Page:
Mr Obama has given his senior commander, Gen Stanley McChrystal, until July 2011 to turn the tide of the insurgency and bolster the Afghan forces. He has vowed to begin withdrawing US troops next summer.
This summer is expected to see continued heavy fighting in southern Afghanistan, particularly around Kandahar, as Gen McChrystal pushes into Taliban strongholds.
A total of 4,400 US troops have died in Iraq since the 2003 invasion compared with just over a thousand in Afghanistan since 2001.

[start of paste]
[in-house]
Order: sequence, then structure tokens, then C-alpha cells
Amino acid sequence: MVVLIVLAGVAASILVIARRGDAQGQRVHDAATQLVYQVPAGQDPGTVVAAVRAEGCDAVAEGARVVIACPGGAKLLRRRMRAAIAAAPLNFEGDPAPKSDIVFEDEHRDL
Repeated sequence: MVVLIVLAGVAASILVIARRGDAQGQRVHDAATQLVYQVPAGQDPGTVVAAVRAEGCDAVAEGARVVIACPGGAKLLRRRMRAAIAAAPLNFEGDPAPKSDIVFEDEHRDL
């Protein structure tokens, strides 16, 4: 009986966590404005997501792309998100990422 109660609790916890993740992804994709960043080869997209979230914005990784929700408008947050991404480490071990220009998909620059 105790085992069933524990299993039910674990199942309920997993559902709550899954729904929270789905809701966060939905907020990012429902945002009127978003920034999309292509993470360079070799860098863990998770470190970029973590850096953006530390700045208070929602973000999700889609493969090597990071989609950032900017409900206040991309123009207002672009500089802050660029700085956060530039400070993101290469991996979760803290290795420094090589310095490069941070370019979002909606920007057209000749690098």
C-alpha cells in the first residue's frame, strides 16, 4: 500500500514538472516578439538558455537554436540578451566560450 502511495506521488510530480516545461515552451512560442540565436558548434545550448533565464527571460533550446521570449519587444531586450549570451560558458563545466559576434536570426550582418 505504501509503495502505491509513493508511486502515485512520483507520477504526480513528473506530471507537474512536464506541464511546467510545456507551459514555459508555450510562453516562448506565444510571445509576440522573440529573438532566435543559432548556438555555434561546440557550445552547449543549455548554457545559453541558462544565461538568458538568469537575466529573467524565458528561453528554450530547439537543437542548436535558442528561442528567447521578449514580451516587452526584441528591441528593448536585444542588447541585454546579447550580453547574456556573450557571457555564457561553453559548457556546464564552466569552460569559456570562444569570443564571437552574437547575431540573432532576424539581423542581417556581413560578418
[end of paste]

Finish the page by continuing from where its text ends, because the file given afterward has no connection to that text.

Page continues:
All US combat forces are scheduled to leave Iraq by September and the Iraq government has agreed the US military should leave completely by 2012.

Afghans accuse Defence Secretary Liam Fox of racism and disrespect

Liam Fox was under attack last night for damaging Britain’s relations with Kabul after he described Afghanistan as a “broken 13th-century country”.